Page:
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References of Theocratic Ministry School Review November – December 2012
Theocratic Ministry School Review
The following questions will be considered at the Theocratic Ministry School during the week beginning December 31, 2012. The date when each point is scheduled for discussion is included so that research can be done when preparing for the school each week.
1. How has the prophecy recorded at Joel 2:1-10, 28 about the invasion by insects been fulfilled? [Nov. 5, w07 10/1 p. 13 par. 11*** w07 10/1 p. 13 par. 1 Highlights From the Books of Joel and Amos ***
2:1-10, 28—How has the prophecy about the invasion by insects been fulfilled? There is no record in the Bible of an insect invasion of the land of Canaan of the magnitude described in the book of Joel. Therefore, the assault Joel describes is apparently pictorial of the time in 33 C.E. when Jehovah started to pour out his spirit upon early followers of Christ and they began preaching the message that tormented false religious leaders. (Acts 2:1, 14-21; 5:27-33) It is our privilege to share in a similar work today.
2. In whom does Amos 8:11 find fulfillment, and what question should we ask ourselves, since we are living amid spiritual plenty? [Nov. 12, jd pp. 60-61 par. 9]*** jd chap. 5 pp. 60-61 par. 9 “Seek Jehovah” Through Worship He Approves ***
9 Spiritually, what Amos described finds a fulfillment in the sad condition of Christendom. In contrast, “the floodgates of the heavens” are open for God’s people worldwide. They are blessed with spiritual provisions aplenty. (Malachi 3:10; Isaiah 65:13, 14) A Christian can ask, though, ‘To what extent do I personally enjoy that spiritual food?’ Interestingly, some researchers have found that laboratory animals that had a damaged hunger center of the brain lost their appetite to the point that they might starve to death amid ample food! Could an individual Christian’s spiritual hunger center be affected to the point that he begins to starve even though he is surrounded by ample spiritual food?
3. What may have contributed to the Edomites' being presumptuous of heart, and what reality must we never forget? (Obad. 3, 4) [Nov. 19, w07 11/1 p. 14 par. 11*** w07 11/1 p. 14 par. 1 Highlights From the Books of Obadiah, Jonah, and Micah ***
3, 4. Because they lived in a rugged region of high mountains and deep ravines that offered excellent strategic advantages, the Edomites may presumptuously have deceived themselves into feeling safe and secure. But Jehovah’s judgments are inescapable.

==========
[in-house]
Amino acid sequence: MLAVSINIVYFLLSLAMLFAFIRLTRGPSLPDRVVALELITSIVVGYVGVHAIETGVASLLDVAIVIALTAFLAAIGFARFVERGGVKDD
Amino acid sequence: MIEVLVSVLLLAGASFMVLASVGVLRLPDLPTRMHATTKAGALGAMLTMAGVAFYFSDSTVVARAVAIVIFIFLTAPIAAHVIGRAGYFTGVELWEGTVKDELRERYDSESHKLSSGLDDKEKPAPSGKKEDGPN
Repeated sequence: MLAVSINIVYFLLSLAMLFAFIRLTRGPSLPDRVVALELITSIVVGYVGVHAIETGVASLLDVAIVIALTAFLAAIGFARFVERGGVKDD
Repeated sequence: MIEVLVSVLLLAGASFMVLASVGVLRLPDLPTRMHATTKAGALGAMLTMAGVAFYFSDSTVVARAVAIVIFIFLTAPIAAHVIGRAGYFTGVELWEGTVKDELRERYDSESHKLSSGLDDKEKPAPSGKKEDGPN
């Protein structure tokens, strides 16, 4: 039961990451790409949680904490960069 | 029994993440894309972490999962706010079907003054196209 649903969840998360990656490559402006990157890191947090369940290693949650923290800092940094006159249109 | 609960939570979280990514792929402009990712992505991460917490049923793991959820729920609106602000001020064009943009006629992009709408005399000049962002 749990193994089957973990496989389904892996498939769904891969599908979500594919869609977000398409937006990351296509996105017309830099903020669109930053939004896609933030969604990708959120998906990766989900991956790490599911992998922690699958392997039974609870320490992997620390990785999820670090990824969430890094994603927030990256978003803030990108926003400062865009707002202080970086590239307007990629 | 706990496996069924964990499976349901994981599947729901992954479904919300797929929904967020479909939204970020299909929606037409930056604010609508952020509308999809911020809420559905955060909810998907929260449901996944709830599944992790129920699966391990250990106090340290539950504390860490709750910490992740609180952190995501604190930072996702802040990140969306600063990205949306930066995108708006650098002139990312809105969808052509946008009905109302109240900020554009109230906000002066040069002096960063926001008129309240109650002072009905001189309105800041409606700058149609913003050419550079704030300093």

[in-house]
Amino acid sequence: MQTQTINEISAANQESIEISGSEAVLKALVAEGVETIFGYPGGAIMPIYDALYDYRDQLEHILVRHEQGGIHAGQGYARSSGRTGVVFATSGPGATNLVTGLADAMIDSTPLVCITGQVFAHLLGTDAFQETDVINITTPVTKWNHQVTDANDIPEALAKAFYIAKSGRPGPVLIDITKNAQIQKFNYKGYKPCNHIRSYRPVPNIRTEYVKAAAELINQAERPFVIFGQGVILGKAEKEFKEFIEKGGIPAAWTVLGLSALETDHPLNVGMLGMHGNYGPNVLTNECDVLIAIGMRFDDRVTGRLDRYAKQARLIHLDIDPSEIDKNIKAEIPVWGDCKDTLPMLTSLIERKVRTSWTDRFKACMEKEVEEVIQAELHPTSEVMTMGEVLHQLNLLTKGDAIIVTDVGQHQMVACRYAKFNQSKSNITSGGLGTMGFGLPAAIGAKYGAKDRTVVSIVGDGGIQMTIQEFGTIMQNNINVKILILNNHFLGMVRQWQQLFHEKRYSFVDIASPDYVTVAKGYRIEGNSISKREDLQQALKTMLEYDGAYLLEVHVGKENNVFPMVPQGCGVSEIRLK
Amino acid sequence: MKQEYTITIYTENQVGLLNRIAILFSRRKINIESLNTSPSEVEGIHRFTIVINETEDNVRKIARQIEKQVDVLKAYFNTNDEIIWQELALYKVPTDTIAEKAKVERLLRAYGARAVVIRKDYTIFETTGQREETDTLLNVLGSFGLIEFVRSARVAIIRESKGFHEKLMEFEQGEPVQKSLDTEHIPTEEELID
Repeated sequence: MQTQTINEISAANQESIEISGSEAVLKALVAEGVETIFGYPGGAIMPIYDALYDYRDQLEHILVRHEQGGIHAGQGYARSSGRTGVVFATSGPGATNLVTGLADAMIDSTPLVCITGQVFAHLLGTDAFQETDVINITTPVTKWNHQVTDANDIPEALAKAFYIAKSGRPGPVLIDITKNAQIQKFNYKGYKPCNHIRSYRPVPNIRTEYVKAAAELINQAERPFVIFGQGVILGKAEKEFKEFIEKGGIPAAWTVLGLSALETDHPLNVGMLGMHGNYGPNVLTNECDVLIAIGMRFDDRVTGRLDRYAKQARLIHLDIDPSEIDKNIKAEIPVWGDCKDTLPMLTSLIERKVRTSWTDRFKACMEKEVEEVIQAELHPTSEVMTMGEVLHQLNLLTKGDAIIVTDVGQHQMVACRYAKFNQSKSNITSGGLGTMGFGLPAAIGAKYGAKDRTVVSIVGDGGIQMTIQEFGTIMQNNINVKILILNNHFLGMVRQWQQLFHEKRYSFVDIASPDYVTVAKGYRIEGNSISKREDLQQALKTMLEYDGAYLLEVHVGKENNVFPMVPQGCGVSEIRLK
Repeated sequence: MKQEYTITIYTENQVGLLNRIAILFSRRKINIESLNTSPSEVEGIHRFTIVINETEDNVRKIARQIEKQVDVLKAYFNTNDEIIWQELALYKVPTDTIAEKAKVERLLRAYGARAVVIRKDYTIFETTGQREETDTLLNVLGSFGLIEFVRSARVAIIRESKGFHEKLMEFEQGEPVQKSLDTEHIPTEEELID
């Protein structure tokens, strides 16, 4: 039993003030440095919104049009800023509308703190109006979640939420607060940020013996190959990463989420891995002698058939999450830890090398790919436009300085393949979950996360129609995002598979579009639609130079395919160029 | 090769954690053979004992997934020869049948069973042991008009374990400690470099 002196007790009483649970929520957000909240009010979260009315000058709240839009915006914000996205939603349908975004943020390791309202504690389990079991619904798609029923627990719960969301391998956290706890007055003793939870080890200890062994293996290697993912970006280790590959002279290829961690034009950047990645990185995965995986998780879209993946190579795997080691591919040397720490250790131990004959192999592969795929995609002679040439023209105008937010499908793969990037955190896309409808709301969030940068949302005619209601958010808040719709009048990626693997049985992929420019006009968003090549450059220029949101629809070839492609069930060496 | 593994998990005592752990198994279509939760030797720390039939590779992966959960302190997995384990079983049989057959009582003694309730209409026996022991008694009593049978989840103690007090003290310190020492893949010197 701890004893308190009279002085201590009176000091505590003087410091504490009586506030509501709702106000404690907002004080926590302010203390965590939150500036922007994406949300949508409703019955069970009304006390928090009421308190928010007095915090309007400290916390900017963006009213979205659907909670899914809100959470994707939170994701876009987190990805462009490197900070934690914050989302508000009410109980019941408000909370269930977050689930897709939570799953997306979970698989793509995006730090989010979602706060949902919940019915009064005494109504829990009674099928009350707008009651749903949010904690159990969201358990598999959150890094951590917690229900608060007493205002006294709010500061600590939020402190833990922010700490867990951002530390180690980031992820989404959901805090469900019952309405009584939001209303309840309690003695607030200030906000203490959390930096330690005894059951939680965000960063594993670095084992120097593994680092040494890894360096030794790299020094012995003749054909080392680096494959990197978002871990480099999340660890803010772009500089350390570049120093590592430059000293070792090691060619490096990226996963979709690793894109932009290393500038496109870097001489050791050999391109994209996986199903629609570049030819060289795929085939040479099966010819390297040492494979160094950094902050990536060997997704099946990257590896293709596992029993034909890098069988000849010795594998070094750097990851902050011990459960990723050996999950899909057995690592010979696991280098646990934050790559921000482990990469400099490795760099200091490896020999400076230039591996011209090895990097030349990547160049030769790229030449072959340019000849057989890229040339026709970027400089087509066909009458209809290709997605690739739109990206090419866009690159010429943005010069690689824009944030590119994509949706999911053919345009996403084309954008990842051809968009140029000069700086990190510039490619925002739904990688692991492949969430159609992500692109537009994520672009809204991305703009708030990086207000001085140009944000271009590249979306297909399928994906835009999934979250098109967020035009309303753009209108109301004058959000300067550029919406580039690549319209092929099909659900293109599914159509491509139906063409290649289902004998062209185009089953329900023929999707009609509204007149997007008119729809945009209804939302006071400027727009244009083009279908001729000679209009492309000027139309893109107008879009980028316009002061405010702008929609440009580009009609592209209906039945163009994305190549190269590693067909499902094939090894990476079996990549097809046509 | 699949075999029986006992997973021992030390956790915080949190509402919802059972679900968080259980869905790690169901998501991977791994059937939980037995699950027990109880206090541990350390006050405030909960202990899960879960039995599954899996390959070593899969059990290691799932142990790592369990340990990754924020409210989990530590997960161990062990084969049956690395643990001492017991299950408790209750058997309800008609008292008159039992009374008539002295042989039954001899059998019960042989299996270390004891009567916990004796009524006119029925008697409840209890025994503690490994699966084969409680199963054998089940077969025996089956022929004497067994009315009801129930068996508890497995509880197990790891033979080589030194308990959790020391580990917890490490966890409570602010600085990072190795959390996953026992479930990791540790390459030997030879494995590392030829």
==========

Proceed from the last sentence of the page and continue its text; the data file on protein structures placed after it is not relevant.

4. In what way did Jehovah show regret over the calamity that he had spoken of causing to the inhabitants of Nineveh? (Jonah 3:8, 10) [Nov. 19, w07 11/1 p. 15 par. 1]*** w07 11/1 p. 15 par. 1 Highlights From the Books of Obadiah, Jonah, and Micah ***
3:8, 10. The true God “felt regret over,” or changed his mind about, the calamity that he had spoken of, and he “did not cause it.” Why? Because the Ninevites “had turned back from their bad way.” Similarly today, God’s adverse judgment can be averted if a sinner manifests genuine repentance.
5. How can walking in God's name strengthen our friendship with him? (Mic. 4:5) [Nov. 26, jd p. 88 par. 12]*** jd chap. 7 p. 88 par. 12 Serve Jehovah According to His High Standards ***
12 The greatest reward for observing God’s commandments is having a stronger bond with God. When we live by his standards and see how reasonable and beneficial they are, our affection for their Author deepens. The prophet Micah beautifully depicted that deepened relationship: “All the peoples, for their part, will walk each one in the name of its god; but we, for our part, shall walk in the name of Jehovah our God to time indefinite, even forever.” (Micah 4:5) What a privilege we have to walk in the name of Jehovah, supporting his reputation and recognizing his authority in our life! As a natural consequence, we want to reflect his qualities. Individually, let us work to strengthen our bond with God.—Psalm 9:10.
6. What assurance does the fulfillment of the prophecy recorded at Nahum 2:6-10 give us? [Dec. 3, w07 11/15 p. 9 par. 2; w88 2/15 p. 28 par. 7]*** w07 11/15 p. 9 par. 2 Highlights From the Books of Nahum, Habakkuk, and Zephaniah ***
2:6—What “gates of the rivers” were opened? These gates referred to the opening made in the walls of Nineveh by the waters of the Tigris River. In 632 B.C.E. when the joint forces of the Babylonians and the Medes came up against Nineveh, she did not feel particularly threatened. Secure behind her high walls, she considered herself to be an impenetrable city. However, heavy rains caused the Tigris to overflow. According to historian Diodorus, this “both inundated a portion of the city and broke down the walls for a distance.” The river gates were thus opened, and as foretold, Nineveh was taken as quickly as fire devours dry stubble.—Nahum 1:8-10.
*** w88 2/15 p. 28 Part 2—Cruel Assyria—The Second Great World Power ***